Travel lengths are adjustable internally in 10mm for the Fox 36 and by setting the air shaft length to add negative air spacers. This effectively reduces travel from 160mm to 110mm.

Pike’s travel length can be adjusted from 160m to 120mm by replacing the air-shaft with a shorter item that is specific to travel.

Legs on Fox measure 36mm compared to 35mm on Pike fork. The Fox has an advantage in stiffness because it is designed with a through-axle held in place by pinch bolts fitted on either side.

Another plus to the Fox 36 is that is compatible in use with the 15mm on the adapter and the 20mm. on the other hand, Pike features a 15mm Maxle which is less stiff and much faster in changing the wheel with no tools required.

Fox 34 vs Pike – A Comparison Overview 

Fox 34 Review

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This fork comes available for both 650b and 29†wheels. The only travel available is the 120mm with tapered steering and Boost hub spacing.

Fox 34 with tapered steering is the only available option and it may be found in either Boost or non-boost spacing.

The damper it rides on is the FIT4 which comes in a remote option even though there are dedicated tubes between them.

Three positions are possible using the FIT4 damper or the FIT GRIP 2 damper. Fox34 is considered an entry-level fork and it features black anodized upper legs.

With 34, you get a lightweight fork with angled-legs made of alloy aluminum which is an economical choice.


  • Fast
  • Ride high travel
  • Excellent support


  • Fewer clicks on external adjusters

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Pike Review

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This fork features a Charger 2 RCT3 damper which allows for multiple adjustable possibilities to accommodate varied preferences and the ability to ride any terrain.

It uses the debonair Spring which smooths out trails and minimizes the need for hard gripping providing plush and comfortable riding.

Fit with 35mm stanchions, the fork is stiff enough to give stable rides to users as heavy as 250 pounds or more.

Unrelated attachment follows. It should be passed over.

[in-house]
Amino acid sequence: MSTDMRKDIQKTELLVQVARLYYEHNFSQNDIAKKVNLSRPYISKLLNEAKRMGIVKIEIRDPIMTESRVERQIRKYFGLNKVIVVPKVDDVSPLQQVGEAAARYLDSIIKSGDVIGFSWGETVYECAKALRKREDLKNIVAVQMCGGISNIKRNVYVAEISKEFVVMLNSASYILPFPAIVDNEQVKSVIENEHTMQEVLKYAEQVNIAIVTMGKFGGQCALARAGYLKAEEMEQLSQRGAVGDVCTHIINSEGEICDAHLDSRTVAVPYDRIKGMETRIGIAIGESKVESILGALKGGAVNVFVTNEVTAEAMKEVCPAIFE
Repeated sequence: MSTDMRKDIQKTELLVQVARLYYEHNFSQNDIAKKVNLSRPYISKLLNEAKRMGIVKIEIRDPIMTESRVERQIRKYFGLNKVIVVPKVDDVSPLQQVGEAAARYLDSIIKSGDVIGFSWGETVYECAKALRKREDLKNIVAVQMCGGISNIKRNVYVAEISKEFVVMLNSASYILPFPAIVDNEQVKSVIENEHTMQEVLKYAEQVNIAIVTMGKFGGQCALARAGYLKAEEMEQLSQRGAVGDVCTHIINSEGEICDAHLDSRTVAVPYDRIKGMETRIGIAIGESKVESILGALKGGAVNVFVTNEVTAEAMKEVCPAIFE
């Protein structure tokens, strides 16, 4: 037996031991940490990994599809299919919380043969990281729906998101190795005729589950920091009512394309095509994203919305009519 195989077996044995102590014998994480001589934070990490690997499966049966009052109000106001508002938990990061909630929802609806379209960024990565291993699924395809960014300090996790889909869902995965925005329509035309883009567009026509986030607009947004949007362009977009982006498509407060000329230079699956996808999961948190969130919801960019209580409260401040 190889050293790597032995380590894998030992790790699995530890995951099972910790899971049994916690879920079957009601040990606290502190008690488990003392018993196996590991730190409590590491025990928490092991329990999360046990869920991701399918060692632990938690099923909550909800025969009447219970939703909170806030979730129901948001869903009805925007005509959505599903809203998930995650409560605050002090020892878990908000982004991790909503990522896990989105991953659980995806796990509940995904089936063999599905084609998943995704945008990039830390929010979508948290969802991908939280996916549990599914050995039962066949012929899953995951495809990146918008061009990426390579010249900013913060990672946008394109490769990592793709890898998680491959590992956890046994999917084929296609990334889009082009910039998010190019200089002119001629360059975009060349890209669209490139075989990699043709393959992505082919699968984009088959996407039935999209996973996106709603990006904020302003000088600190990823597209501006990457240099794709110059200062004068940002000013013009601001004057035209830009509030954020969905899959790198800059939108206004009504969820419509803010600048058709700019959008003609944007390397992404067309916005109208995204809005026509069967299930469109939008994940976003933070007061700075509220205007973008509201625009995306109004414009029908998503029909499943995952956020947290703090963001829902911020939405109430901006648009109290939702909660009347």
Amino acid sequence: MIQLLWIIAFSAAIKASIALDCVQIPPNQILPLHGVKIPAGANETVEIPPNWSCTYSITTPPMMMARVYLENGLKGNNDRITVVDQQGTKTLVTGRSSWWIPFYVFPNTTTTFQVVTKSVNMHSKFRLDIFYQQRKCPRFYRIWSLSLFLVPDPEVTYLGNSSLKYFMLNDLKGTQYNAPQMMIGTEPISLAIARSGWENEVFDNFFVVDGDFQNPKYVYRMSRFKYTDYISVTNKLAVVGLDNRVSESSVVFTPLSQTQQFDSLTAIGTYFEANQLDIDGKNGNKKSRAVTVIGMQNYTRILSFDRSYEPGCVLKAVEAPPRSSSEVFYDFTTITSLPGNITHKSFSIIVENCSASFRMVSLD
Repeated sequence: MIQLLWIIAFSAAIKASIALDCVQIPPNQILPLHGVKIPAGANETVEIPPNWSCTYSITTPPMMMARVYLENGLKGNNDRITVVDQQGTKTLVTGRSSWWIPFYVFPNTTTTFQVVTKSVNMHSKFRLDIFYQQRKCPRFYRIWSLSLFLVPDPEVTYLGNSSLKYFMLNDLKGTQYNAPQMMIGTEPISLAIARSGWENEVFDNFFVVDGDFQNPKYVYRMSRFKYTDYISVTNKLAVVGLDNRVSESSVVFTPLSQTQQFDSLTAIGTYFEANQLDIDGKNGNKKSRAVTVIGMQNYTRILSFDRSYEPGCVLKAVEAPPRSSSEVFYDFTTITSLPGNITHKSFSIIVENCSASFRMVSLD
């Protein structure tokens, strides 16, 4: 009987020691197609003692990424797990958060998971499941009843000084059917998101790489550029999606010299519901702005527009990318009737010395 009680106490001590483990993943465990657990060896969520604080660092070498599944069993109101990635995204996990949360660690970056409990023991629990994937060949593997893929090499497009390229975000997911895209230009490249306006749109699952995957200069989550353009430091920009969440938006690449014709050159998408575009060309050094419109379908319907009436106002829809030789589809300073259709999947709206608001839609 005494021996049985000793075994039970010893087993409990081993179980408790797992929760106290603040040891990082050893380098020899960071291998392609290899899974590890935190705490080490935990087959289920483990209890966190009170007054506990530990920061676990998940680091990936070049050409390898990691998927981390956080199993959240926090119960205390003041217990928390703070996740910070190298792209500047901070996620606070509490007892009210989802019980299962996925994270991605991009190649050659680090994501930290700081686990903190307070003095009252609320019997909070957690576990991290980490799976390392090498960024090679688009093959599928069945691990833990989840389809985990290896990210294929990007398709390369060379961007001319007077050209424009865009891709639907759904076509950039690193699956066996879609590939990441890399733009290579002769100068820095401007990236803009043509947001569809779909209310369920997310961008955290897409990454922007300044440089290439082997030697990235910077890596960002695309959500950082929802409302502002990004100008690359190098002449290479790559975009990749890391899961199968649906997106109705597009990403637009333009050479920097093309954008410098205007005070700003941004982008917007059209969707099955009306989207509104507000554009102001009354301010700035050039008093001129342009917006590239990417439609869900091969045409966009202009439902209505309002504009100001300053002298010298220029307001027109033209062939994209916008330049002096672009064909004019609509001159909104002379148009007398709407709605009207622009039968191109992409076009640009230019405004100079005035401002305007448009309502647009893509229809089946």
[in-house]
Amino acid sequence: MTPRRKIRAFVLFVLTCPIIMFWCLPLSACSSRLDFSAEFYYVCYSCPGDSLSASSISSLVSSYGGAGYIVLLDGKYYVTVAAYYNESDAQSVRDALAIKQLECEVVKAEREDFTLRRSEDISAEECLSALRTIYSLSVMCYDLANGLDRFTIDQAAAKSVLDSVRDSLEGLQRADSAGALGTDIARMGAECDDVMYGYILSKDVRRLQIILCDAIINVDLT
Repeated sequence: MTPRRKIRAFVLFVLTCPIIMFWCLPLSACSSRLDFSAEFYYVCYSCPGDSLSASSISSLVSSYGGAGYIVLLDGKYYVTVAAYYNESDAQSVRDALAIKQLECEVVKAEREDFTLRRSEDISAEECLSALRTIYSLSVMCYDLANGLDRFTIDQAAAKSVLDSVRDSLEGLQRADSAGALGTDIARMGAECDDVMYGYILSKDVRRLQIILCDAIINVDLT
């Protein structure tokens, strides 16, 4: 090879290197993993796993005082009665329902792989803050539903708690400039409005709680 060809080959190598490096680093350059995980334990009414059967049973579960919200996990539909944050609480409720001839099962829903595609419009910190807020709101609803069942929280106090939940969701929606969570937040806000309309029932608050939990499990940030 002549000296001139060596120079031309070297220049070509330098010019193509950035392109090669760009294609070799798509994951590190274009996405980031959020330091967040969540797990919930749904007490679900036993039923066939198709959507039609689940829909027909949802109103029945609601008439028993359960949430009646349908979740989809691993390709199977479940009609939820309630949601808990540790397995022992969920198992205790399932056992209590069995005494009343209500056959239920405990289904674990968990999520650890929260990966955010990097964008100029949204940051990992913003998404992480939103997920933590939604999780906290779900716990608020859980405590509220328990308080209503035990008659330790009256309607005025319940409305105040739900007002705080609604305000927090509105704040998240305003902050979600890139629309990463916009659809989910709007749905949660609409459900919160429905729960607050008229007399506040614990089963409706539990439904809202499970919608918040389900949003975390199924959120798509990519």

The RockShox Pike was built for boost spacing which enables the addition or removal of material to make the fork more or less rigid.

Finally, it accepts 180mm rotors directly mounted on the caliper which eliminates the need for adaptors.


  • Great riding experience
  • Multi-adjustable
  • Lockout functions well in climbing
  • Stiff fork


  • Expensive maintenance

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Fox 34 on the other hand is great for automating the suspension by using the lockout function to initiate or disengage the fork.

RockShox Pike fork can handle anything you throw at it and affords users tons of adjustable options that make for a great ride across all types of trails.

Verdict: So, which is better – Fox 34 or Pike?

RockShox Pike is better than the Fox 34. Pike is stable enough to hold its form even in high-speed racing. Other than that, it offers fine-tuning functions that are not possible with Fox 34.


How do I adjust Travel length on the Fox 34?

Travel lengths are adjustable internally in 10mm for the Fox 36 and by setting the air shaft length to add negative air spacers. This effectively reduces travel from 160mm to 110mm. To alter the progression, you can remove some volume spacers.

How do we set up the spring system on Pike?

In the air spring setup, Pike uses an alloyed seal head which is lighter and stronger than the plastic used before. These properties make the fork more resilient and minimize the friction that results from the squeeze of the o-ring.0